When I went to my extended family about getting help for what happened to me and how I was feeling, my uncles told me to keep those things to myself. Toronto has the largest Tamil community outside Sri Lanka, and no one wanted shame brought on the family. I was told to “just tough it out.”
Since I felt I couldn’t reach out for help, I turned to alcohol and drugs to numb what I was feeling inside. Alcohol, cocaine and OxyContin were my drugs of choice. I also mixed them with hallucinogens like acid, PCP, ecstasy and mushrooms, to name a few. I was now a drug-addicted homeless youth.
Instead of having compassion and understanding for why I turned to alcohol and drugs, my uncles told me I was a loser and would never amount to anything—the same things my mother had told me over and over.
I spent the better part of eight years, from age 17 to 24, couch surfing, living in shelters, squatting with other street kids, and sharing crappy apartments in shady areas with other users. I supported myself by prostituting myself to middle-aged and older men who had wedding rings on their fingers. And by dealing drugs.
But through all this, Grams was my touchstone.
Once a week, I’d clean up and show up at her place for dinner. I told her I had my own apartment, that I was working at retail jobs, Chapters, Second Cup, and so on. I thought I had fooled her, disguising my life. But over time my physical appearance changed—I went from having judo and wrestling muscle mass to being gaunt and emaciated. Grams knew something was wrong and finally confronted me about my addiction and lifestyle. I broke down and cried. And finally decided to get help for my addiction.
After that talk with my Grams, I reached out to a support worker at one of the shelters I frequented, and she got me into detox and treatment. The care providers in those programs realized I had symptoms of mental illness. I was diagnosed with major depressive disorder and, based on what I’d been through, post-traumatic stress disorder.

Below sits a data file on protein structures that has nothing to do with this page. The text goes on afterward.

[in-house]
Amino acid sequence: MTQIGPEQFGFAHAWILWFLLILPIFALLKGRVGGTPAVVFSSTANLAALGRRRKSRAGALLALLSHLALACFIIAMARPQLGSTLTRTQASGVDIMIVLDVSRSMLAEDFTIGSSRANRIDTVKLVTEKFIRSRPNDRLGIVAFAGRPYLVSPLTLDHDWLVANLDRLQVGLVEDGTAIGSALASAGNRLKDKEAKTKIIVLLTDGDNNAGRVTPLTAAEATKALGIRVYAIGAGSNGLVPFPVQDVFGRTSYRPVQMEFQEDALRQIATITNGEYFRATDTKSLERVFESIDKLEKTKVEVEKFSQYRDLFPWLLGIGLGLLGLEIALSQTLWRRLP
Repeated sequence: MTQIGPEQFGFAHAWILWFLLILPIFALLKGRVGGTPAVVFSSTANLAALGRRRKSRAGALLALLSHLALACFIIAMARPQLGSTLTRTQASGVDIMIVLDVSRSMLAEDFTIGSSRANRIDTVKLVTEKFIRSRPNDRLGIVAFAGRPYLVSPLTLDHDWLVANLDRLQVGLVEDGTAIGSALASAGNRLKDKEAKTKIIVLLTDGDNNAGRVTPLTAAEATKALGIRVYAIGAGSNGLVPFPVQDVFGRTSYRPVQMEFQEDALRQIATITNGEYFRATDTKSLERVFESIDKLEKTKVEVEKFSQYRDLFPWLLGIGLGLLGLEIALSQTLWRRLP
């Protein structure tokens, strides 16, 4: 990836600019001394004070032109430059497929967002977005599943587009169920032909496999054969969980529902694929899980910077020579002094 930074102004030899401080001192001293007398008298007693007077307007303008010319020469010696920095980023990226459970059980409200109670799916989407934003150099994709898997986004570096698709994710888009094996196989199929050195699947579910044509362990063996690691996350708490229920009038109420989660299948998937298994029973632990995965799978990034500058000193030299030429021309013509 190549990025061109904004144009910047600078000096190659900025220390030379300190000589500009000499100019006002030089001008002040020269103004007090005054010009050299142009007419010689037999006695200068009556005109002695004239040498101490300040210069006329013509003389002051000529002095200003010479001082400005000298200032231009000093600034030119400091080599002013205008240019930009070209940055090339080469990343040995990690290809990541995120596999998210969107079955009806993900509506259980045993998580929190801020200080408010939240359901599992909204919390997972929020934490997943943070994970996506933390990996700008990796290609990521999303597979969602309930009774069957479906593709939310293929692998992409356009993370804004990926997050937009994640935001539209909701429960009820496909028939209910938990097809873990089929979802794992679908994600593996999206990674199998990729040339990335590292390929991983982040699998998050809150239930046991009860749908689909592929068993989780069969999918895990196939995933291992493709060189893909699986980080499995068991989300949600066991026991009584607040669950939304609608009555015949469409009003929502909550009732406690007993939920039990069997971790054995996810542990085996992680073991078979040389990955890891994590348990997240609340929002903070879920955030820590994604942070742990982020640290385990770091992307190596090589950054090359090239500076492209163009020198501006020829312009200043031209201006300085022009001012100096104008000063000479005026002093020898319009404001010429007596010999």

Over the next three years I was in a pretty healthy space—became a support for my Grams, who battled cancer that whole time. But after she passed away in October 2009, I lapsed into depression and agoraphobia. I had lost the one person I cared about and who had cared about me.
In spring of 2010, I moved to Vancouver, thinking a change of scenery might help. Ran away from my past.
In December 2012, I was diagnosed with bipolar disorder Type 1, when it became clear that the auditory and visual hallucinations and the delusional thoughts I’d experienced over the years weren’t caused by drug use. And when I told the mental health care providers about the mania I’d experienced.
In February of this year I was diagnosed with borderline personality disorder. This explained the severity of self-harm incidents—from about 12 on I would smash my head into hard surfaces, like bullies did to me—and the number of suicide attempts (six) in my life. I’m waiting for access to dialectical behavioural therapy.
I have now been clean and sober for over six years. I attend AA meetings regularly and have an excellent psychiatrist and other mental health professionals in my life. I’ve found a great combination of medications that have been vital in my recovery. I share an apartment with a roommate, have started to eat more healthily and have become active again—physical fitness is crucial to mental health recovery.
I advocate for the youth and young adult mental health community, and work in Vancouver’s Downtown Eastside, helping marginalized people who struggle with challenges similar to those I once faced.
I’ve never reconciled things with my mother. And I miss my Grams. But I’ve made strides in overcoming my asocial behaviour and have found some great friends who accept me for who I am. I also have a ‘secret weapon’ I didn’t have before…I have hope!
About the author
Ganesh is completing his certificate in community counselling and plans to study Child and Youth Care at Douglas College. He has volunteered with the Mood Disorders Association of BC speakers bureau and currently volunteers with SpeakBOX, a new peer support organization, advocating for youth mental and physical well-being